An Introduction

...to IBM keyboards

As you may have gathered already, this website is dedicated to IBM keyboards. IBM keyboards are highly regarded by many people in the keyboard hobby, whether it's vintage folk continuing to restore and use these behemoths of the last century or modern folk who appreciate whether the devices they're passionate about descended from. But, would it surprise you to hear that there's in fact a lot more than meets the eye with these keyboards? Not unlike how people are continuing to experiment with new materials or switch component combinations, IBM keyboards contain a lot of nuances visually and under the surface. This website celebrates that diversity!

The IBM keyboards that various people are passionate about can be categorised into 5 distinct families; the typewriter printer-keyboards, Keyboard Bs, Model Fs, Model Ms, and ThinkPad keyboards.

  1. The typewriter printer-keyboards can be considered IBM's first generation of discrete keyboards, first appearing in the early 1960s in the form of modified IBM Selectric electric typewriters with the ability to input characters into a host terminal system. The term "printer-keyboard" refers to the fact these consoles can still print output.
  2. The Keyboard Bs (Model B/beam spring keyboards) were IBM's second generation of keyboards that dominated the 1970s. Unlike its typewriter-based predecessors, Model Bs had unique key switches and were indeed keyboards as we now know them. However, all were very tall keyboards with loud clicky switches and a sizable portion of them have solenoids inside to make them even louder. Besides this, they're considered by many to be the holy grail keyboard with unmatchable build quality, presence/character and key feel.
  3. The Model Fs were IBM's third generation of keyboards designed to improve ergonomics and resistance to contamination with dust over Keyboard Bs. They exclusively featured IBM's capacitive buckling springs switches, had well-armoured construction and also spawned a diverse number of variants for the various IBM terminals, personal computers and electronic typewriters sold in the first half of the 1980s. The most well know Model F, the IBM Personal Computer Keyboard, played a huge role in the success of the original IBM PC and its terminal siblings are well sought after and regarded amongst keyboard enthusiasts. As with most IBM products of the time, Model Fs were instantly treated as a standard in which many IBM-compatible clone manufacturers tried to emulate.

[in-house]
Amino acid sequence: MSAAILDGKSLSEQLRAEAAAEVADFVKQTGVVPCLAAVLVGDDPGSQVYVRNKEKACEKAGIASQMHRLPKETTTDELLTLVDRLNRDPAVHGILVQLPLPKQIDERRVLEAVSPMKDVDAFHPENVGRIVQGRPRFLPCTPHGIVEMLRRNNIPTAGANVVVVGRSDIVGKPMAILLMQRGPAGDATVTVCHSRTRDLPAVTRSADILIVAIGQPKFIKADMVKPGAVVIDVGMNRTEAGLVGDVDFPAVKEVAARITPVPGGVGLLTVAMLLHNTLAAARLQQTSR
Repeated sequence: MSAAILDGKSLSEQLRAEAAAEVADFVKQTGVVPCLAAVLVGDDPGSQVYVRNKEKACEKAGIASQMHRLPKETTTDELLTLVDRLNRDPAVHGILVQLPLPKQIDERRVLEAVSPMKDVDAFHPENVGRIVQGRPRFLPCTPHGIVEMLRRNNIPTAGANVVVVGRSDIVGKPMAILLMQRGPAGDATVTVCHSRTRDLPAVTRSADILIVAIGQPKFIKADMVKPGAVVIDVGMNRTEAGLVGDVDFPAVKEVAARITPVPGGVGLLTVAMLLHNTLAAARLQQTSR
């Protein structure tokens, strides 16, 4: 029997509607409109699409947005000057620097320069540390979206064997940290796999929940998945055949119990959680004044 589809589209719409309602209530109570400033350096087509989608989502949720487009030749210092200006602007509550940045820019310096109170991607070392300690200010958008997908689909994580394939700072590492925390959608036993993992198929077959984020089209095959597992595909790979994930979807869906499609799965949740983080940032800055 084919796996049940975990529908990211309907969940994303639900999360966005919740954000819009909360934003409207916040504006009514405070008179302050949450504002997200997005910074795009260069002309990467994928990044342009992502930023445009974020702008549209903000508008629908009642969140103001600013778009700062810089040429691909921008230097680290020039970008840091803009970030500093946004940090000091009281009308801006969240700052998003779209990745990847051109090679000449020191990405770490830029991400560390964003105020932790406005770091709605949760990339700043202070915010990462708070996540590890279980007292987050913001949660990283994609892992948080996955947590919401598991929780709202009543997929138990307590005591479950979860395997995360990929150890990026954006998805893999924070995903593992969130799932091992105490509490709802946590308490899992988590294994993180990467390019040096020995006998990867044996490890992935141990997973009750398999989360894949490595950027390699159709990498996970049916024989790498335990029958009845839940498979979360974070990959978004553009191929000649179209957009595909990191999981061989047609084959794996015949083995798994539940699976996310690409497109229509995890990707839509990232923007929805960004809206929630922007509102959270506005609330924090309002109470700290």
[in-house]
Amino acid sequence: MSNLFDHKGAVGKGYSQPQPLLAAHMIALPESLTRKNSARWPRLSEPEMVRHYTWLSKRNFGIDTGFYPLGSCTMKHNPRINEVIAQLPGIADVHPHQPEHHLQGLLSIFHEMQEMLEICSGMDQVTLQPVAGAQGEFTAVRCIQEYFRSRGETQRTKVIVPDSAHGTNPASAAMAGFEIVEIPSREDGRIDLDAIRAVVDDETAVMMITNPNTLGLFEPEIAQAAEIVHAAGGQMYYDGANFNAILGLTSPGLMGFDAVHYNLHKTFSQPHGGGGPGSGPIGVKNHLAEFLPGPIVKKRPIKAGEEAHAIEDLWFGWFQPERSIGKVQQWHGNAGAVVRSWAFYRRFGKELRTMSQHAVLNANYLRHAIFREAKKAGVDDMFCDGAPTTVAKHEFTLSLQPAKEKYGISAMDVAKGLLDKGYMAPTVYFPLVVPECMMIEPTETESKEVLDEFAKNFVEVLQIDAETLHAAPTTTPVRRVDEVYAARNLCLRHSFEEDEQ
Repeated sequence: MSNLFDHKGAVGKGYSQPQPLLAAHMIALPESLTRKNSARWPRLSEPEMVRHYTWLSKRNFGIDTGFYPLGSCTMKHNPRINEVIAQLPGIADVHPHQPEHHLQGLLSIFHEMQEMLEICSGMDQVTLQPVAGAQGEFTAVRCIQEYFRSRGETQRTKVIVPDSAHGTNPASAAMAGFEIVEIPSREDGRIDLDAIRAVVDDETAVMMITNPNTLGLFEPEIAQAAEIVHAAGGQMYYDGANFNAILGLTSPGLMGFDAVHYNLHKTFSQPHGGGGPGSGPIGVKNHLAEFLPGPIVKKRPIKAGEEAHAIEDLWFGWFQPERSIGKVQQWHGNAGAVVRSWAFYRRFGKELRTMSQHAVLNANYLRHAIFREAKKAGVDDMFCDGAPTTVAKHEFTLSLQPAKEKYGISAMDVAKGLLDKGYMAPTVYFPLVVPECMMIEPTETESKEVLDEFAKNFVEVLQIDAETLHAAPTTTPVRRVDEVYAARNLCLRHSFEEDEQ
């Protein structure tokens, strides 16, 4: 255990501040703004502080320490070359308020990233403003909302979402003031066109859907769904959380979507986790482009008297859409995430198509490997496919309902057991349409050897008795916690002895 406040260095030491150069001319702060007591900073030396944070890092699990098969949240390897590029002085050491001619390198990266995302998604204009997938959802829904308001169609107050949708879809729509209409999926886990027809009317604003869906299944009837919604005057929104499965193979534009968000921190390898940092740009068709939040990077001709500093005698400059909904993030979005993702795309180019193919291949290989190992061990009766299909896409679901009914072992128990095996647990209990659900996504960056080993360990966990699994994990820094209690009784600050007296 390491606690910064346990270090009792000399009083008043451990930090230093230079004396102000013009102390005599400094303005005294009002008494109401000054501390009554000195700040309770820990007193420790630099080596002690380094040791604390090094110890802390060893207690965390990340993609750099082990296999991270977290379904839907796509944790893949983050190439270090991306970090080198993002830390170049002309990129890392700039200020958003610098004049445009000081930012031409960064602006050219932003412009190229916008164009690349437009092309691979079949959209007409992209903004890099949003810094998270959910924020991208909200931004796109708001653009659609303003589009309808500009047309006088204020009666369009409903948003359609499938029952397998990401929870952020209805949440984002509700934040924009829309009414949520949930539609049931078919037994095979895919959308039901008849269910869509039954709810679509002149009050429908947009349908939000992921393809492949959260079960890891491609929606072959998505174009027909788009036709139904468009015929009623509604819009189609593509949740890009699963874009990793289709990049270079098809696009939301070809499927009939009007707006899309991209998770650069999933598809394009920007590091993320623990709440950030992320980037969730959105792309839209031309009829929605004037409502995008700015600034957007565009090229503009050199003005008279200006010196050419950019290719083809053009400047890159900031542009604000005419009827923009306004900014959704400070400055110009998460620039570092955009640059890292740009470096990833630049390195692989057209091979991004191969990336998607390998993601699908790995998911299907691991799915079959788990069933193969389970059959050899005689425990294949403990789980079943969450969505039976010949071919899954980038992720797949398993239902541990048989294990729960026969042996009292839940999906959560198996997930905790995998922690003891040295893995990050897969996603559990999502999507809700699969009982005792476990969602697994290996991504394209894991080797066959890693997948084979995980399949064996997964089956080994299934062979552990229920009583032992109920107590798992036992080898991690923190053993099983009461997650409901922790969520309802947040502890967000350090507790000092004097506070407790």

4. The Model Ms were IBM's fourth major family of keyboards that dominated from the mid-1980s to the mid-1990s and is still in production via Unicomp. Essentially a cost-saving evolution of the Model F and its capacitive buckling springs, the average Model M with membrane buckling springs succeeded the Model Fs in all markets whilst retaining good reliability and build quality but also improving keyboard layouts significantly and being significantly cheaper. The definitive Model M, the IBM Enhanced Keyboard, is quite possibly the most famous keyboard of all time and cemented the dominance of the ANSI and ISO keyboard layout standards that we still use today with only minor revision. Model Ms also spawned far more variants than previous generations, with Model M variants existing for the home PC, portable PC, educational PC, workstation, terminal, server, point of sale, typewriter and minor peripheral markets by the mid-'90s.
  5. The ThinkPad keyboards started as a variant of the Model M that grew into its own diverse fifth major family of IBM keyboards albeit largely limited to notebook computers. The original Model M6-1 keyboards set a high bar in the quality of portable computer keyboards upon their release, which started a pedigree that has survived to this day. Starting off with buckling rubber sleeve switches, ThinkPad keyboards have since become exclusively scissor-stabilised keyboards produced by a plethora of OEMs and are usually listed amongst the main selling points for IBM and Lenovo ThinkPads. By the 2010s, however, the original Model M6-derived line was replaced by the island/chiclet-style AccuType keyboards that whilst have vastly different layouts are still regarded as being amongst the most high-quality laptop keyboards still in production.